Here’s a simple rule of thumb. If you are doing something and are thinking how much longer will it take – this is not talent based. On the other hand if you are thinking how can you do this again – then a talent is present.

Lesson #4: Snags to Succeeding With Strengths

No matter where you live in the world there is one common thing that gets in the way of success: our weaknesses and the underlying belief that we should focus on their elimination. For many of us, the fear of our weaknesses significantly overshadows our confidence in our strengths. Many of us may put this down to ego control: we don’t want to appear egoistic by “begging” up our strengths. We may also be reluctant to promote our strengths because we think they are not much to write about.

Instead, as in a resume for a job, we stress what we think the audience would like to hear. What we must do is remove ourselves from this internalised lens and visualise our capabilities from outside: and see ourselves as others see us. If our weaknesses has some relevance to our work, we need to identify if it is a skills weakness, knowledge weakness or talent weakness and then come up with a remedial plan. Here are Buckingham’s resolution strategies:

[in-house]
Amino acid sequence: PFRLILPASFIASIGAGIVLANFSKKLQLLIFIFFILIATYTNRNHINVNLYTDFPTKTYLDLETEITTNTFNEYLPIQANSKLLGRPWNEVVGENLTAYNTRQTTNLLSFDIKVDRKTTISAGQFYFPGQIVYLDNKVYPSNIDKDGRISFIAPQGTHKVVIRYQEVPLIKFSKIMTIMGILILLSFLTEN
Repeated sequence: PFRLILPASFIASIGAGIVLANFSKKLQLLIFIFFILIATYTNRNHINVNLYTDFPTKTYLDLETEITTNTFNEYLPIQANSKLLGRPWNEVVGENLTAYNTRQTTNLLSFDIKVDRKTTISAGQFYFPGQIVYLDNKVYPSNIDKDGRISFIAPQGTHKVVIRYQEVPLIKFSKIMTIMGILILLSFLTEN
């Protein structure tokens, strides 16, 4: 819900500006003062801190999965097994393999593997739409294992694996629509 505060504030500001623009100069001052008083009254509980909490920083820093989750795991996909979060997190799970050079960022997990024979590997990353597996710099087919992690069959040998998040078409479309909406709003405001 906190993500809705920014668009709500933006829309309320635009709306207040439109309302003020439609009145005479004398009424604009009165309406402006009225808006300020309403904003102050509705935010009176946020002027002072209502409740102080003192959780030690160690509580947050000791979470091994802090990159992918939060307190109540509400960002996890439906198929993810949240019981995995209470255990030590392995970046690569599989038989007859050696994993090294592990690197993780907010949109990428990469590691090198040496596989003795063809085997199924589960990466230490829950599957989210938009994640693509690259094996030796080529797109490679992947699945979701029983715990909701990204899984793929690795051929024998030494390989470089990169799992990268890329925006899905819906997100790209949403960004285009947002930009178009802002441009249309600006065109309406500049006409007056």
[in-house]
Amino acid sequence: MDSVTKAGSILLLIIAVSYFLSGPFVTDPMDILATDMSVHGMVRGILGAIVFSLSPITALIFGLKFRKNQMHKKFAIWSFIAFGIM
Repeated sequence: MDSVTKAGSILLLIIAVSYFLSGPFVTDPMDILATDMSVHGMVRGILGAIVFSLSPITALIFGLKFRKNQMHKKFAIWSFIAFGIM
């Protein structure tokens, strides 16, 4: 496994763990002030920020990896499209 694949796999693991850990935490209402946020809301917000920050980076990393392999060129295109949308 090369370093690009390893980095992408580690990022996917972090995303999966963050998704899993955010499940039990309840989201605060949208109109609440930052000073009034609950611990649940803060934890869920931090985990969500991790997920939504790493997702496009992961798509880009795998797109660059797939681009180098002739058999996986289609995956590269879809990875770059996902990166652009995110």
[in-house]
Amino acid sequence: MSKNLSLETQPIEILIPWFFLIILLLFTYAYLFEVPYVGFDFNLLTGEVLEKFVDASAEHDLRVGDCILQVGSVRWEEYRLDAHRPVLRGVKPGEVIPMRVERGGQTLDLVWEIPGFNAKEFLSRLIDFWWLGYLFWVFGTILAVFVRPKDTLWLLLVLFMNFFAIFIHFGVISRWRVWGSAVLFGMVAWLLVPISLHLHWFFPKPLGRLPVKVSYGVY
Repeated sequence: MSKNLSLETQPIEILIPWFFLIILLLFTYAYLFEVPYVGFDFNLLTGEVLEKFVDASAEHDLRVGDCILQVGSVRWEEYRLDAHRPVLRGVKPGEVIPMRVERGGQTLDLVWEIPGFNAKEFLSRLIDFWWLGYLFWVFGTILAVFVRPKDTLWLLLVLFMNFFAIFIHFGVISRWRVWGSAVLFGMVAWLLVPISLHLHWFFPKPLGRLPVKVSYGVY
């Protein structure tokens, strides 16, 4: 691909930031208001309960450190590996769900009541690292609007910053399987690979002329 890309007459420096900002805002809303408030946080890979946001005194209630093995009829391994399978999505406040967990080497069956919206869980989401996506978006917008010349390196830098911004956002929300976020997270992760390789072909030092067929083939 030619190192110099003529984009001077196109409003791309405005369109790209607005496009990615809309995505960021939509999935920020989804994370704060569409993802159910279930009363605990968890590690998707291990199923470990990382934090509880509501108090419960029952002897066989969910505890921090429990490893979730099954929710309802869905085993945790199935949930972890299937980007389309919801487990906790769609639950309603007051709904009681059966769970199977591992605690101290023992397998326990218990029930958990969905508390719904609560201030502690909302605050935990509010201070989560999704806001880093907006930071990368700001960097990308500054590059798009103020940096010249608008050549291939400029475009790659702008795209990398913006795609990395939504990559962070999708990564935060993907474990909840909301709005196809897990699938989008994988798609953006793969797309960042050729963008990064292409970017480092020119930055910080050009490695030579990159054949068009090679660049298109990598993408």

1. Get a little better at it. If we can move one or two steps closer to competency each time we come across the weakness, then eventually that weakness will disappear.
  2. Design a support system. Find a system that stops you worrying about your weakness — and free up your time to practice and exploit your strengths.
  3. Use a strength to counter a weakness. Are you more efficient in the morning? Do you have difficulty in making decisions? A strength and a weakness. Put them together and make decisions in the morning – strength wins, weakness loses. Whatever our weakness we are likely to have a strength that can overcome the deficiency and erase it from our day.
  4. Find a partner. Are you good at analysis but poor at presenting the findings? Find a partner that is the opposite: poor at analysis and good at presenting. The partner may likely exist within your work-environment, or they could be external. Becoming Yin to the other’s Yang makes a win-win for both parties.
  5. Stop. Stop getting involved with the weakness. Ask the question – “Do I really need to be doing this?” Give the responsibility to someone else. This might seem defeatist, but in many cases the whole action is liberating and gives a boost to focus more on strengths.